A description of wounds suffered during a rocket attack in Iraq (“He was filthy, riddled with wounds packed with sand propelled by the blast’’). The sensation of being injured by an improvised bomb (“He saw blood spreading on the road in an expanding stain. This was his blood’’). The reflections of a helicopter pilot who killed for the first time (“These men had pointed rockets at a base where thousands of American soldiers . . . lived and worked. They made choices and lost’’).
These are shards of American war stories gathered by America’s preeminent contemporary war correspondent, assembled in gripping, unforgettable fashion for stateside readers who forgot about the fighters in Afghanistan and Iraq and who never knew the lives they lived in those faraway battle scenes, much less the lives they lost.
C.J. Chivers, a Marine infantry officer in the Gulf War transformed into a New York Times writer and Pulitzer Prize winner, reminds us of their tales and toils in vivid writing reminiscent of Norman Mailer’s 1948 classic, ‘‘The Naked and the Dead,’’ only “The Fighters’’ is no novel, and there is little of the nobility of World War II in these conflicts in Central Asia.
“This human experience of combat is often unexpressed by the public relations specialists and senior officers who try to explain the purposes of operations rather than describe the experience of them,’’ Chivers writes. “The pages that follow offer personal experiences over official narratives and slogans. They are a presentation of what results when ideas about warfighting, some of them flawed, become orders.’’
Indeed, Chivers is as critical of the conduct of these wars (“It is beyond honest dispute that the wars in Afghanistan and Iraq failed to achieve what their organizers promised, no matter the party in power or the officers in command’’) as he is admiring of the men and women who fought, and continue to fight, them.
“These American veterans confront something pernicious but usually invisible: the difficulties of trying to square their feelings of commitment after the terrorist attacks of 2001 with the knowledge that their lives were harnessed to wars that ran far past the pursuit of justice and ultimately did not succeed,’’ he writes. “Selflessness in extreme circumstances was a binding, animating trait. Stripped of all other context . . . this is what the pages that follow are about, so that their labors . . . might be more fully understood, even when squandered by those who send them into circumstances of grave danger.’’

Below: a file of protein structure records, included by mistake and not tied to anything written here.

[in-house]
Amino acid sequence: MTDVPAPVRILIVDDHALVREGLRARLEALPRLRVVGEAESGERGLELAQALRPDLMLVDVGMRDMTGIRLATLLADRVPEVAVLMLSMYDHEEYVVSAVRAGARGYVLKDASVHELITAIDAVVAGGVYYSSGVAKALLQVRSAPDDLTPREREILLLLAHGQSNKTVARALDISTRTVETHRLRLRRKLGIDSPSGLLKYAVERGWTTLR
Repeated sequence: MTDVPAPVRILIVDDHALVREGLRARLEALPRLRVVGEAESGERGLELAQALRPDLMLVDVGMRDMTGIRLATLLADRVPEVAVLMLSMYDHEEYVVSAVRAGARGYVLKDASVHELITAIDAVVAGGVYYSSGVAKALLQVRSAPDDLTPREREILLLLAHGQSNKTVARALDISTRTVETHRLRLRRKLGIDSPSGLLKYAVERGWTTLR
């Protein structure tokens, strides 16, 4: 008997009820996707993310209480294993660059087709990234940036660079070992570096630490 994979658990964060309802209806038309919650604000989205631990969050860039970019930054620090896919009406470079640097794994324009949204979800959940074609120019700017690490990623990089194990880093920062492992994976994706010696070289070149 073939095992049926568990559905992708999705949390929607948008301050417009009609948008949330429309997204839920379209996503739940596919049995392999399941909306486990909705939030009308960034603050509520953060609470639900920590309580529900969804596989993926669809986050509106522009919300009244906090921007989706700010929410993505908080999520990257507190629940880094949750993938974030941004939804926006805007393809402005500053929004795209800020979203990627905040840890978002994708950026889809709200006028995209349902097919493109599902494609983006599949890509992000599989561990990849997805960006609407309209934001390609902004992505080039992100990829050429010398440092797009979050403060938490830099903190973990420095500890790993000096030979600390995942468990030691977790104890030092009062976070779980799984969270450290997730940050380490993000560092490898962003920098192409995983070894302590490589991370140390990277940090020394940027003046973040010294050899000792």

Chivers divides his book into 12 dated chapters — starting on Sept. 11, 2001, through Nov. 4, 2013 — each from a different location, each following a fighter into battle.
In these pages we meet these individuals, and their war. We share their dreams; one of them, Lieutenant Layne McDowell’s vivid nightmare, focuses on a building that he had just bombed in error, only to discover a dying child in the structure (“curled in the corner, a small boy covered with dust’’) is his son. We share their fears (“Even the most hardened pilots, who remained composed around others, could find fear stalking them when they slept’’). We share their frustrations over muddled missions (“The intelligence was unclear, the enemy rarely visible, and doctrine longer on theory than a coherent vision for the troops’ day-to-day’’). And we share their sense of dread (“The more hours, the more combat flights — the more risks added up’’).
Indeed, in the latter case, Chief Warrant Officer Michael Slebodnik, the dread was that of a man who would soon be dead. His premonition of death was accompanied by a psalm (“I will lift up my eyes to the mountains’’). Chivers’s narrative of how the bullet that shattered the helicopter windshield, entered Slebodnik’s thigh and exited through the top of his leg is so searing that the reader almost averts his eyes from the page.
Then again, Chivers’s account of the mother of a disfigured veteran confronting George W. Bush about her son’s injuries and the sense of hopelessness the former president’s war created for that son is so dramatic the reader cannot take his eyes off the page.
These stories are rooted in Afghanistan and Iraq but have special poignancy because of the fighters’s roots. Sergeant First Class Leo Kryszewski enlisted on his 18th birthday, and his father was so angry he tracked down the recruiter and tried to rescind the enlistment. Specialist Robert Soto was 10 years old on Sept. 11, 2001, and he learned of the terrorist tacks while in social studies class in Middle School 118 in the Bronx.
Soto’s past life, in a performing arts school in Manhattan, provided a dramatic contrast with his life in Afghanistan. “The days were a series of walks to the valley’s villages, efforts to ambush militants along their trails, long shifts on post watching and waiting to be attacked,’’ Chivers writes. Soon he would weep at the death of his comrades. He was not acting then. His despair soon was accompanied by disillusion, then by disgust.
“Viper Company’s missions seemed to Soto to be designed more to show activity for the bosses than to accomplish anything real, much less lasting,’’ Chivers writes.
Then there is Lieutenant Jarrod Neff, trained as an intelligence officer, transformed into a rifle platoon leader in Afghanistan.
A onetime tight end on the Everett High football team, a criminal justice student at Stonehill College, a guard at the Prudential Center and then the John F. Kennedy Federal Office Building in downtown Boston, he enlisted to improve his chances of having a career as a cop. His platoon initially viewed him with skepticism. He and his men would witness horrifying civilian casualties and would battle Taliban fighters. Later he would propose to his sweetheart at a Red Sox-Yankees game at Fenway Park. The Sox won in extra innings. His war has gone into overtime, with little prospect of eventual victory.
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